• Cranberry farms & local farmers markets: NE coast, NW coast, Canada border
  • Club stores: Costco, Sam's Club, Trader Joe's (lowest prices here will be at higher quantities – 2 lb bags, 3 lb bags, etc.)
  • "Big Box" stores: Walmart, Target, etc.
  • Grocery stores

5 Ways to make the most of your cranberry savings

You can use these ideas all year long to use up your cheap fall cranberries!

1. Prepare to stockpile

One recurring theme amongst cranberry lovers is this: cranberries freeze well. (Ocean Spray states fresh cranberries frozen unwashed in their original packaging will keep well in the freezer for up to one year!) They will also keep well in the refrigerator for up to two months (this is because they are packed with benzoic acid, one of nature's finest natural preservatives).

  • What to do: Take time pre-sales to make space in your freezer for your cranberry haul. For easier storage, you can also pre-separate them out into one-cup or three-cup servings (which is how most recipes will ask for them) or pre-chop them in a food processor and then bag them before freezing.
  • How you save: Have fresh cranberries on hand all year round to use (especially great for when prices can reach $6 – $8 / 12 oz package in the off season)!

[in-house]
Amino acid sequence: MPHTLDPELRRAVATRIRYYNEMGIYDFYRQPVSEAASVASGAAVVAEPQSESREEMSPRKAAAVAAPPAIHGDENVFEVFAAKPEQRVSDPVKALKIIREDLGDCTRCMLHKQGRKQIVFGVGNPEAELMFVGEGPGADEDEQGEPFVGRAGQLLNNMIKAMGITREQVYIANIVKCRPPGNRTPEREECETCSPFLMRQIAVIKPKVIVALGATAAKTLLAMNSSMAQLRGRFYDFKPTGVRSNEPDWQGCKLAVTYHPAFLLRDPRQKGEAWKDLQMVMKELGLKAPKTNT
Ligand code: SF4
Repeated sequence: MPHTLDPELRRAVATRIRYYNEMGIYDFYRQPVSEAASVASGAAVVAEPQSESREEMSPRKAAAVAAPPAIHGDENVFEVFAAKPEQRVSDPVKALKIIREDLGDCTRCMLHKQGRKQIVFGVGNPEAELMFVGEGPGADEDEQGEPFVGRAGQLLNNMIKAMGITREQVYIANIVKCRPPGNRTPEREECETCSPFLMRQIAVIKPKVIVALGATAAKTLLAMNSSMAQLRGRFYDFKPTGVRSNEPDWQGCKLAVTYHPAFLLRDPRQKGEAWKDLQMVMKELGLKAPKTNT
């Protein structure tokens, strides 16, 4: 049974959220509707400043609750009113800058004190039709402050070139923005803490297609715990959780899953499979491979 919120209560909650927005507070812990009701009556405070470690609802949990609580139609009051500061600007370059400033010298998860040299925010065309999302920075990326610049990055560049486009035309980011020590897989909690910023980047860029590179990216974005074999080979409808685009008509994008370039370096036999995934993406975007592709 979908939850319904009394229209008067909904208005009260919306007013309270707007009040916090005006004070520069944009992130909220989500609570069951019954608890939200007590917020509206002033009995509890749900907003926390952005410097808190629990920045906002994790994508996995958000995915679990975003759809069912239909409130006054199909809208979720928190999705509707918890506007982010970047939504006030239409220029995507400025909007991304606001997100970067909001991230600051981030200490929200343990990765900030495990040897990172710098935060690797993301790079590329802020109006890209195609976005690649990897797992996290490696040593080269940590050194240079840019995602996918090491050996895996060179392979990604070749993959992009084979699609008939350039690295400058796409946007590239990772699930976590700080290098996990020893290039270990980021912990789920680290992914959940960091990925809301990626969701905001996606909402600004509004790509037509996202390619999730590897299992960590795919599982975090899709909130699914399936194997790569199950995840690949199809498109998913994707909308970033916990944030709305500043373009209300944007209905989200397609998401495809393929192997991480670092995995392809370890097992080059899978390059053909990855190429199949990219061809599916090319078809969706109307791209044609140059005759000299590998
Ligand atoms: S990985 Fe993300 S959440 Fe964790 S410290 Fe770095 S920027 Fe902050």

2. Know how to use what you freeze

The key to stockpiling any perishable is to know exactly how to use it later.

  • What to do: When using frozen fresh cranberries in recipes, do not thaw first. Just rinse and use. Thawed, fresh cranberries tend to smush easily and will readily leave red stains on anything they (or you) touch.
  • How you save: You will get the most value out of your cranberry stockpile by resisting the urge to thaw.

3. Cranberry mash-ups make for kitchen treats

Did you know cranberries are tasty unsweetened too? Use your stockpile to try out these scrumptious ideas!